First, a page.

5. Ouch! Margaret’s cows got out onto the Priory drive once; pulled up a climbing hydrangea, pulled most of a wisteria off a wall and trampled across areas of mown grass. The thought of them getting into the actual gardens stops my heart. I hesitate to say this, but it sounds like you got off quite lightly?!? (Easy for me to say, mind).


    • It could have been a lot worse, it’s true, they could have dug up all the plants whereas we seem to have most still intact. But the damage to the grass is worse than the pictures do justice – the holes are a couple of inches deep, and there are a lot of them sunk through the new turf. We’ll have to patch each one or we’ll keep catching our toes in the craters to fall flat on our faces. After all those hours with a scaffolding board levelling the area by hand…

  6. oh Sara I do feel for you, I’ve never had cows but sheep was one reason I moved from Scalpay, it’s possible it was a young cow/calf as I know lambs do more damage in a moment that several ewes in an hour! young amimals like young children or kittens including calfs and lambs are curious so explore, try plants they wouldn’t touch as adults (hence the pulling up) and run like mad when being round up, of course it may have happened other times when you were out but was not noticeable as the soil would have been firm, creating the new lawn you have dug and so softened the soil, you’ll never not close the gates again, Frances

    • Thanks Frances, I was very unsettled by the damage done yesterday, but I’m coming to terms with it today, especially as we seem to have got off lightly indeed when you think what we could have lost… I think it was just one of those things. When the cows are in the field they pass along the road daily for milking, escorted by several farm hands who try and keep them in line, and we’ve never known them come in before, even when we had no front fence or gates. One just took a fancy to our open gates yesterday and ricocheted around a lot, in panic no doubt. We compacted the ground well for both lawns, but in truth it is still very soft for such a heavy animal! We haven’t had a closed gate policy to date, seeing them as a nice-to-have rather than essential, but for the time being they are staying firmly closed whenever possible! Horse … bolted … stable *sigh*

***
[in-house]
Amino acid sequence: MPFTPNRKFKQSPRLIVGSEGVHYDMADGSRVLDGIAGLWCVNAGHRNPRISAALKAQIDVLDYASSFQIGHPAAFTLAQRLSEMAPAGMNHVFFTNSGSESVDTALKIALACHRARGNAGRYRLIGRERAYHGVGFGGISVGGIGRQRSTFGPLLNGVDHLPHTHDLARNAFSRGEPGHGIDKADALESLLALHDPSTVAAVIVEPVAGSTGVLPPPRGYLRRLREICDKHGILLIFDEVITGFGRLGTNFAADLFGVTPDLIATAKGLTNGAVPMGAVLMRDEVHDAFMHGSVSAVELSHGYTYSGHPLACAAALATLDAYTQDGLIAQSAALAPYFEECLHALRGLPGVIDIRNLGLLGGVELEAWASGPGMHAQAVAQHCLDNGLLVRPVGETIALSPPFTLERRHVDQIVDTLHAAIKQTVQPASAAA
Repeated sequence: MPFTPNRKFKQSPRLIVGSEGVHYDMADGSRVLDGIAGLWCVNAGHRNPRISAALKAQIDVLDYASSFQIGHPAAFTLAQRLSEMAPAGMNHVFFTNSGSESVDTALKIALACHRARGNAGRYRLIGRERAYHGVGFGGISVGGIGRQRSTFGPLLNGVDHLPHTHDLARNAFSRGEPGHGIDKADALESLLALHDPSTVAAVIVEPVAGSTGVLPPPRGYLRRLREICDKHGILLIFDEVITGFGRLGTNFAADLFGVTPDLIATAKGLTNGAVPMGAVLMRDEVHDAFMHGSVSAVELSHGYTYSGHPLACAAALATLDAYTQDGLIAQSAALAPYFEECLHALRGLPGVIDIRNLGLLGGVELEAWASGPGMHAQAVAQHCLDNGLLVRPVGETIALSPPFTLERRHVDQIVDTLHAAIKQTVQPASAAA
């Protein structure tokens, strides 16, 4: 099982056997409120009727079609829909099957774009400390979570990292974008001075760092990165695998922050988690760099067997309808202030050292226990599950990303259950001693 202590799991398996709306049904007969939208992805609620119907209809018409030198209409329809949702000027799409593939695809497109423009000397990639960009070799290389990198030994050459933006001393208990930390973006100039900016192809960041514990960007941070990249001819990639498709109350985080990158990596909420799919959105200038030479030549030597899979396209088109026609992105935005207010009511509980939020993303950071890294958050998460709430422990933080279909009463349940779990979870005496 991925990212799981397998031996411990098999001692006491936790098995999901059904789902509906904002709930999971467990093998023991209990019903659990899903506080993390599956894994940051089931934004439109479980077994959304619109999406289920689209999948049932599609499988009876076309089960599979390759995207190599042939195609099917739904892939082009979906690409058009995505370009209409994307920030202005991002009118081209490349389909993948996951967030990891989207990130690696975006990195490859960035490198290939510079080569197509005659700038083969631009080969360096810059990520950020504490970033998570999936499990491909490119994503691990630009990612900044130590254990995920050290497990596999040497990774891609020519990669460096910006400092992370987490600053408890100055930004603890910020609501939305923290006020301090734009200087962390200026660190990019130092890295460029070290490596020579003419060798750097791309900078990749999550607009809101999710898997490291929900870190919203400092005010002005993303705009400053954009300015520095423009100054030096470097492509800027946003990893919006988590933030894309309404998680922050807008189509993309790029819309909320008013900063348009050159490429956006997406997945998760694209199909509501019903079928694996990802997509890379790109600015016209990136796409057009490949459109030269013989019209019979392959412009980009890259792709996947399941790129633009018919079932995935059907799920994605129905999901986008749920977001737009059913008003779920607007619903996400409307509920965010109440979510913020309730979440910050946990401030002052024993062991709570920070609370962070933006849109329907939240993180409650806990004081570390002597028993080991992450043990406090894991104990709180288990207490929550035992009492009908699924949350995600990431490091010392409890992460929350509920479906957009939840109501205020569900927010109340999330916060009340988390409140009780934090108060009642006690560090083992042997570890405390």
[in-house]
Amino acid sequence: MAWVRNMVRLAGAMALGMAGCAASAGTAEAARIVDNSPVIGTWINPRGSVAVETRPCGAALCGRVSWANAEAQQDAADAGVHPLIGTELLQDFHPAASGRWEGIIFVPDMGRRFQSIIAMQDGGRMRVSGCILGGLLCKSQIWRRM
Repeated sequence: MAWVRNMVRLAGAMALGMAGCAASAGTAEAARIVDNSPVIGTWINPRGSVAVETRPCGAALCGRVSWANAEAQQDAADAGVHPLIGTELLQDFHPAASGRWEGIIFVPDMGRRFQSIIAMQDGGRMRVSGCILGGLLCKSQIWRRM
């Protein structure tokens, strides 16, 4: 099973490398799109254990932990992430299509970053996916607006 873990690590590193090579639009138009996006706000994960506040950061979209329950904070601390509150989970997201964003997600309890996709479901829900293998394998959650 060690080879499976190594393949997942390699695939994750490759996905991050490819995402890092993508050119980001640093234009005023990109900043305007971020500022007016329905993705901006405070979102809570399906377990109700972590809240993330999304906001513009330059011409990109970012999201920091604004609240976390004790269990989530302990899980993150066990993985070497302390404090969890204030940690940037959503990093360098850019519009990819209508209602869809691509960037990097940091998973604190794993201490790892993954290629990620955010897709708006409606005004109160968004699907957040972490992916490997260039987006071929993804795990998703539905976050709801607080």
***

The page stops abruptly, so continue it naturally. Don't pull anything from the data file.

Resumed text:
7. I remember cows coming into our front garden in Orkney. We had to clear loads of enormous cowpats. And another time I found a sheep asleep at the front door. You would have thought someone might have missed it.. We never had a gate as it seemed kinda of unwelcoming in a friendly place.
    But I think I would keep it firmly shut in your case! I hope you can get it looking good again.

    • I must say I prefer it when we have sheep in the field; they don’t eat/rip out our new hedges or damage our garden. The cows have now done both, two black ticks against them now… We’ll see what magic we can work in the next few days.

  8. Oh that’s heartbreaking. My poor Mum always has various animals trampling her garden (most recently pigs) when someone (usually my brother) leaves the side gate open but at least they are our own animals! Roast beef, that’s what I say 😉 Bethx

    • Thanks Beth. We are filling in the holes with compost, and hope that by the time spring comes, the grass will have knitted over and concealed the damage! At least the plants seem to have come through surprisingly unscathed. And we had roast beef for dinner yesterday :-)/